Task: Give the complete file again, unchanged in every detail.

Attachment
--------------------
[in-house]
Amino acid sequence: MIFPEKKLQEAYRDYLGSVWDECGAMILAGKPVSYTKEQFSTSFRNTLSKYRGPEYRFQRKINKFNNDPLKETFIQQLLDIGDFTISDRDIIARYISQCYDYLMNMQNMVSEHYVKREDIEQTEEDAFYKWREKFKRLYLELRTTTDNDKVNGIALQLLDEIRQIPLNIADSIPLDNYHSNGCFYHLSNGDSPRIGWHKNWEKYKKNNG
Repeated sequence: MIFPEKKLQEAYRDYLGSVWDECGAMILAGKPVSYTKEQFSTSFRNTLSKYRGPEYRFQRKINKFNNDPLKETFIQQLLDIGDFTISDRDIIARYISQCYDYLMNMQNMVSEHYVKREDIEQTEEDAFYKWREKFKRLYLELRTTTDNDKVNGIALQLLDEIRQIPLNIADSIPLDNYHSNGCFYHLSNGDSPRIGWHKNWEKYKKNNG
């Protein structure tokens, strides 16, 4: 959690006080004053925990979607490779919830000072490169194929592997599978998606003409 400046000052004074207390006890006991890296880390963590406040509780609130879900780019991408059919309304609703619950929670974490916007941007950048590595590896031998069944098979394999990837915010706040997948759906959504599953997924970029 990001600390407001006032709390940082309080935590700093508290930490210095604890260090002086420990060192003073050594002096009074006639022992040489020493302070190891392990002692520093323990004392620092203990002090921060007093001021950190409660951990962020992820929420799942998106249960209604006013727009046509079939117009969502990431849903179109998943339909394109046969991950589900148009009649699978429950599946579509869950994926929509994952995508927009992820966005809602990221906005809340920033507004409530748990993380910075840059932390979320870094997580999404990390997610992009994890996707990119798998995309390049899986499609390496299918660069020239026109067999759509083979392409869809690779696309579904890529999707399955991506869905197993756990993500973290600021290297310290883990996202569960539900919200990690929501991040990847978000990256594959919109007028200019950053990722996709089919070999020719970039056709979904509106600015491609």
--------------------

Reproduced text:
[in-house]
Amino acid sequence: MIFPEKKLQEAYRDYLGSVWDECGAMILAGKPVSYTKEQFSTSFRNTLSKYRGPEYRFQRKINKFNNDPLKETFIQQLLDIGDFTISDRDIIARYISQCYDYLMNMQNMVSEHYVKREDIEQTEEDAFYKWREKFKRLYLELRTTTDNDKVNGIALQLLDEIRQIPLNIADSIPLDNYHSNGCFYHLSNGDSPRIGWHKNWEKYKKNNG
Repeated sequence: MIFPEKKLQEAYRDYLGSVWDECGAMILAGKPVSYTKEQFSTSFRNTLSKYRGPEYRFQRKINKFNNDPLKETFIQQLLDIGDFTISDRDIIARYISQCYDYLMNMQNMVSEHYVKREDIEQTEEDAFYKWREKFKRLYLELRTTTDNDKVNGIALQLLDEIRQIPLNIADSIPLDNYHSNGCFYHLSNGDSPRIGWHKNWEKYKKNNG
């Protein structure tokens, strides 16, 4: 959690006080004053925990979607490779919830000072490169194929592997599978998606003409 400046000052004074207390006890006991890296880390963590406040509780609130879900780019991408059919309304609703619950929670974490916007941007950048590595590896031998069944098979394999990837915010706040997948759906959504599953997924970029 990001600390407001006032709390940082309080935590700093508290930490210095604890260090002086420990060192003073050594002096009074006639022992040489020493302070190891392990002692520093323990004392620092203990002090921060007093001021950190409660951990962020992820929420799942998106249960209604006013727009046509079939117009969502990431849903179109998943339909394109046969991950589900148009009649699978429950599946579509869950994926929509994952995508927009992820966005809602990221906005809340920033507004409530748990993380910075840059932390979320870094997580999404990390997610992009994890996707990119798998995309390049899986499609390496299918660069020239026109067999759509083979392409869809690779696309579904890529999707399955991506869905197993756990993500973290600021290297310290883990996202569960539900919200990690929501991040990847978000990256594959919109007028200019950053990722996709089919070999020719970039056709979904509106600015491609």